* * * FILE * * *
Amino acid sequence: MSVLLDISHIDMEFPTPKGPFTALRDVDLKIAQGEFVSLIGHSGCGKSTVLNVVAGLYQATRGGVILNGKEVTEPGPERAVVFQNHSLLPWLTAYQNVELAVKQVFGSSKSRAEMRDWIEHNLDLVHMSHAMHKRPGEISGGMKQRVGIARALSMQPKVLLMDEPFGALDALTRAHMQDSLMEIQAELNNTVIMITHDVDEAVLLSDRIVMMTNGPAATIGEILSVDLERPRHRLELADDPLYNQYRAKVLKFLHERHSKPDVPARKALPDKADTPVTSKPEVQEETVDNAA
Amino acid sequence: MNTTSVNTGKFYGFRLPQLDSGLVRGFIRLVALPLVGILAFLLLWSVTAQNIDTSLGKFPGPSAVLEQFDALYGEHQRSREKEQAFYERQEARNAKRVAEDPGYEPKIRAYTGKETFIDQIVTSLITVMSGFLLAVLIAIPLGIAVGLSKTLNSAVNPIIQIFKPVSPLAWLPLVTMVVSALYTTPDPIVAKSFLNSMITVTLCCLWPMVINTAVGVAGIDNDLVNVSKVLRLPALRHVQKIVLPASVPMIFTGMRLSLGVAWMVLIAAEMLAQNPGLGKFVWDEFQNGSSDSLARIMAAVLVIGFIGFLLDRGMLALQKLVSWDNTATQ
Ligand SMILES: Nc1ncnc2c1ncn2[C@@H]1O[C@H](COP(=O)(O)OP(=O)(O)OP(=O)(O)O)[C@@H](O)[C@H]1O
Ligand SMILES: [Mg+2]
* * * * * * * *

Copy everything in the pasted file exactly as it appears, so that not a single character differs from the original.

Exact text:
Amino acid sequence: MSVLLDISHIDMEFPTPKGPFTALRDVDLKIAQGEFVSLIGHSGCGKSTVLNVVAGLYQATRGGVILNGKEVTEPGPERAVVFQNHSLLPWLTAYQNVELAVKQVFGSSKSRAEMRDWIEHNLDLVHMSHAMHKRPGEISGGMKQRVGIARALSMQPKVLLMDEPFGALDALTRAHMQDSLMEIQAELNNTVIMITHDVDEAVLLSDRIVMMTNGPAATIGEILSVDLERPRHRLELADDPLYNQYRAKVLKFLHERHSKPDVPARKALPDKADTPVTSKPEVQEETVDNAA
Amino acid sequence: MNTTSVNTGKFYGFRLPQLDSGLVRGFIRLVALPLVGILAFLLLWSVTAQNIDTSLGKFPGPSAVLEQFDALYGEHQRSREKEQAFYERQEARNAKRVAEDPGYEPKIRAYTGKETFIDQIVTSLITVMSGFLLAVLIAIPLGIAVGLSKTLNSAVNPIIQIFKPVSPLAWLPLVTMVVSALYTTPDPIVAKSFLNSMITVTLCCLWPMVINTAVGVAGIDNDLVNVSKVLRLPALRHVQKIVLPASVPMIFTGMRLSLGVAWMVLIAAEMLAQNPGLGKFVWDEFQNGSSDSLARIMAAVLVIGFIGFLLDRGMLALQKLVSWDNTATQ
Ligand SMILES: Nc1ncnc2c1ncn2[C@@H]1O[C@H](COP(=O)(O)OP(=O)(O)OP(=O)(O)O)[C@@H](O)[C@H]1O
Ligand SMILES: [Mg+2]